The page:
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Luxury watch sales seen picking up in H2

Rebound from H1 expected when tourists arrive for F1 race

Local sales of luxury timepieces are likely to repeat last year's pattern: down in the first half and up in the second - PHOTO: ST

[SINGAPORE] Local sales of luxury timepieces are likely to repeat last year's pattern: down in the first half and up in the second.

The full-year sales may post growth, as they did in 2013, but the growth is likely to be meagre.

Direct sales figures are unavailable but Swiss watch exports, which account for sales of virtually all luxury timepieces (those in the price range of S$5,000 to over S$1 million) worldwide, provide a good indicator.

And the indication is the sales here fell in the first six months of 2014. Shipments of Swiss watches to Singapore - one of Switzerland's top 10 market for timepieces - dipped 2.0 per cent from a year ago to 515.8 million Swiss francs (S$706.4 million) during that period, according to the Federation of the Swiss Watch Industry.

Chinese tourists, estimated to have spent S$2 of every S$5 tourists spent in Singapore in the first two months of this year, must be one of the main culprits for causing the drop. There were 27 per cent fewer of them visiting Singapore in January to May, the latest tourism figures show.

F J Benjamin, a Singapore distributor of high-end fashion goods, including timepieces by Bell & Ross, Federique Constant and, until recently, Girard Perregaux, specifically blamed China's curb on luxury spendings, along with the Indonesian rupiah's depreciation against the Singapore dollar, for its first quarterly loss since the 2008-09 global financial crisis.

The group made an overall net loss of $5 million in the first three months of 2014, with sales of watches taking a 10 per cent dive in South-east Asia, including Singapore.

Multi-brand retail chain Cortina, which is particularly strong in selling Patek Philippe timepieces, reported its turnover slipped nearly 5 per cent to S$92.1 million in the quarter ending June this year. Net profits fell 9 per cent to S$4.1 million.

The Hour Glass, which operates in nine cities in the Asia-Pacific region, was in a happier state with sales up 2.5 per cent in the same quarter to hit S$158.6 million. But profits before tax slipped a bit from S$11.7 million to S$11.6 million.

Much of the sales increase came from overseas outlets. Still, the retail chain's sales in the last quarter seemed to have a harder climb. And sales for this financial year (ending March 2015) look unlikely to even come near last year's 13 per cent growth.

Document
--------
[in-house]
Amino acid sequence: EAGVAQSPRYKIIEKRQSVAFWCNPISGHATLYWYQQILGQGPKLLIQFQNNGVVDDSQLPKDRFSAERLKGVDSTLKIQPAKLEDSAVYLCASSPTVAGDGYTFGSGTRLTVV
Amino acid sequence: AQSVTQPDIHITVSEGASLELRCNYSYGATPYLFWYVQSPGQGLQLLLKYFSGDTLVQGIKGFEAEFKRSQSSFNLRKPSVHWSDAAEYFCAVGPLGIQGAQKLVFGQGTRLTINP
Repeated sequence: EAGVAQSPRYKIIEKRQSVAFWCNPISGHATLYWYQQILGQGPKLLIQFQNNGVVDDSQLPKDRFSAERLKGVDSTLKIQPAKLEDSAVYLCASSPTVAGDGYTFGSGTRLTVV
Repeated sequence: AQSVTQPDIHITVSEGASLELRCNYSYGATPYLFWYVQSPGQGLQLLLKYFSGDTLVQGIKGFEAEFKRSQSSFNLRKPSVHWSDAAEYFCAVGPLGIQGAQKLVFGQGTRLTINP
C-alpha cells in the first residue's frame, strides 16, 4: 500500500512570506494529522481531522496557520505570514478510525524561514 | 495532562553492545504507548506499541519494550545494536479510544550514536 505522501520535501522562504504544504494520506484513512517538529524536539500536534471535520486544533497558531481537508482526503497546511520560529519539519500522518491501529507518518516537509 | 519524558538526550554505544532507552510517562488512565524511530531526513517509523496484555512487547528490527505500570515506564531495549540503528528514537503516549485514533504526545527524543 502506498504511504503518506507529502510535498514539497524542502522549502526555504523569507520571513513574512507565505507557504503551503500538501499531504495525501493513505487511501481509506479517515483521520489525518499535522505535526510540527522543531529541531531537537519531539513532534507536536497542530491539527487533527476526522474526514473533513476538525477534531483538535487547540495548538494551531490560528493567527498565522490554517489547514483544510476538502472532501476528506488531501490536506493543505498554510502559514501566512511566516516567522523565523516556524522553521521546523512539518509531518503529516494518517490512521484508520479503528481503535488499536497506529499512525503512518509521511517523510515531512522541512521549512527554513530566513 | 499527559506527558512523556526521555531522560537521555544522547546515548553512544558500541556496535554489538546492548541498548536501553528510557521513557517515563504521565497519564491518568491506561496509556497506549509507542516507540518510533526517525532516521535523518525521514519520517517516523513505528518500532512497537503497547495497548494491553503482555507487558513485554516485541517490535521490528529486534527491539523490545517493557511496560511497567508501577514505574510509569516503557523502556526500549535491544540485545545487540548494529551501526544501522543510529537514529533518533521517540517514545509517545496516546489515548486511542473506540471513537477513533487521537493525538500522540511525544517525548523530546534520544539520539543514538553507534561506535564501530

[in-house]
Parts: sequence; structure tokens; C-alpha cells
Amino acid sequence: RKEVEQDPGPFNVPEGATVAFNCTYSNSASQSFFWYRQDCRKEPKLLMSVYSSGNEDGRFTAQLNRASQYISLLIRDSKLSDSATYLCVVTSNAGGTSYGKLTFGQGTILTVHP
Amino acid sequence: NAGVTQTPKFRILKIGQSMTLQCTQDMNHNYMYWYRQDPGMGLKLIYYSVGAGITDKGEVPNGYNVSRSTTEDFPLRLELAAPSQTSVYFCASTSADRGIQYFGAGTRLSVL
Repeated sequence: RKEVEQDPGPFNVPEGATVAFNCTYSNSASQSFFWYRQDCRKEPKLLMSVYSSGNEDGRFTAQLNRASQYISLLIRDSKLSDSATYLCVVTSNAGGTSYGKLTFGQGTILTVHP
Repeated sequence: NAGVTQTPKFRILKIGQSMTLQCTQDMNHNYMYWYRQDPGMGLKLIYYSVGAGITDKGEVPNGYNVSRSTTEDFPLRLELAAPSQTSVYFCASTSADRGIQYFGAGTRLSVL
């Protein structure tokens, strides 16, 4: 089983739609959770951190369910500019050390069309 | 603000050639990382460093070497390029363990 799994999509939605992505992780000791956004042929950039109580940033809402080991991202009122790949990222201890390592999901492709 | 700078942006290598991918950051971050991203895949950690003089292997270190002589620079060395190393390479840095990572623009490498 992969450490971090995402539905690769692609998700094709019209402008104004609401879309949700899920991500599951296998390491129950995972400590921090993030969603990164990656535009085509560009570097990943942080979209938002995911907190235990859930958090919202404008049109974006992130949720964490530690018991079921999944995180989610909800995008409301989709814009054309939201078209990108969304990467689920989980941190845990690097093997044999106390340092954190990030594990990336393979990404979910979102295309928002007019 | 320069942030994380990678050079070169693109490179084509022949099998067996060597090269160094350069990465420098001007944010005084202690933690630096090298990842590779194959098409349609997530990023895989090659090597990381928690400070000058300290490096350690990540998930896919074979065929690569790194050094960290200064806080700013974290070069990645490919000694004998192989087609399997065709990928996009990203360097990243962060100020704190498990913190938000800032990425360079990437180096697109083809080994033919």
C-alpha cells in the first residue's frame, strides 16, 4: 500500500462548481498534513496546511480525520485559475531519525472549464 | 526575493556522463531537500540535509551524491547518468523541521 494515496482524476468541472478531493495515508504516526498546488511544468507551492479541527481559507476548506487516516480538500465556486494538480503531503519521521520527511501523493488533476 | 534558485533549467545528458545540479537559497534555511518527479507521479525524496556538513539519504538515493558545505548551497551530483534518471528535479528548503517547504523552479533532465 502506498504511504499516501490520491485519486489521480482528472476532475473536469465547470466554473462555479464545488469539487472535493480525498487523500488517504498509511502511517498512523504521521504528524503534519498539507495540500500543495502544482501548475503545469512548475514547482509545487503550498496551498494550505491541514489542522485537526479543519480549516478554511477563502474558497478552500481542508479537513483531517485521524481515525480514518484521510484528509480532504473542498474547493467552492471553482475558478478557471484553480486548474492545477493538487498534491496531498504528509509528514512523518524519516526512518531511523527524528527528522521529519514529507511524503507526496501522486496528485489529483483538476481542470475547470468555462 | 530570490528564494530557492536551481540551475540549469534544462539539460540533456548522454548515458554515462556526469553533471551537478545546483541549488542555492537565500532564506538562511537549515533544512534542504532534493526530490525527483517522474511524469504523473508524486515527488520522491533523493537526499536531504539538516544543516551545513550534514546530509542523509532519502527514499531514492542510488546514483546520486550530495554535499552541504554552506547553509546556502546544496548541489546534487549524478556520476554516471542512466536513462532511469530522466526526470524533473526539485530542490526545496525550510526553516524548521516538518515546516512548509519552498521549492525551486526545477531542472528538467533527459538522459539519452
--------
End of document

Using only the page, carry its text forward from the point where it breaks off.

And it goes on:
The Hour Glass' executive director, Michael Tay, who had complained that the past year was "difficult" despite the double-digit growth in his business, expects the rest of 2014 to be "highly volatile and market conditions challenging as exuberant Asian spending on hard luxury is curtailed".

Yet local sales of luxury timepieces are tipped to pick up in the second half of the year, when well-heeled tourists hit town for the F1 race - and doing some shopping on the side - and Christmas and year-end bonus send locals to the malls to spend.

That's apparently what happened last year. Singapore's imports of Swiss watches dropped 2.6 per cent in the first half of 2013 but bounced back in the second half to deliver a one per cent full-year growth, lifting imports to 1.14 billion Swiss francs that year.

Still, there's little joy for luxury watch retailers here who, until recently, were enjoying double-digit jumps in sales. Singapore's imports of Swiss timepieces rose 33.4 per cent in 2010 to 899.3 million Swiss francs, the year after the financial crisis. They increased 27.5 per cent in 2011 to exceed one billion Swiss francs for the first time, before tripping and slipped one per cent in the following year.

Singapore was the only one among the top 10 importers of Swiss watches in 2012 to see a drop in imports.

Local retailers will be less happy when they see retailers in other countries doing better, especially those in countries around Singapore.

Singapore was one of the four top Asian markets that brought in fewer Swiss watches in the first half of this year; the others were China (-4.2 per cent), Taiwan (-2.9 per cent) and Thailand (-9.8 per cent).

Japan and South Korea were the fastest growing markets for Swiss watches in the first six months of 2014, both growing at a 25 per cent-plus clip. Hong Kong, the biggest market, grew 4.4 per cent.

While shipments to Singapore fell, the Federation of the Swiss Watch Industry says Swiss watch exports overall put up a "very favourable" performance in the first half of the year, expanding 3 per cent to 10.53 billion Swiss francs, up from a year ago when they barely moved. And it predicts export growth will speed up in the second half.

With the traditional European and American markets largely still flat, Swiss watch shipments in January-June continued to be driven mainly by Asian markets - though not China, or Singapore.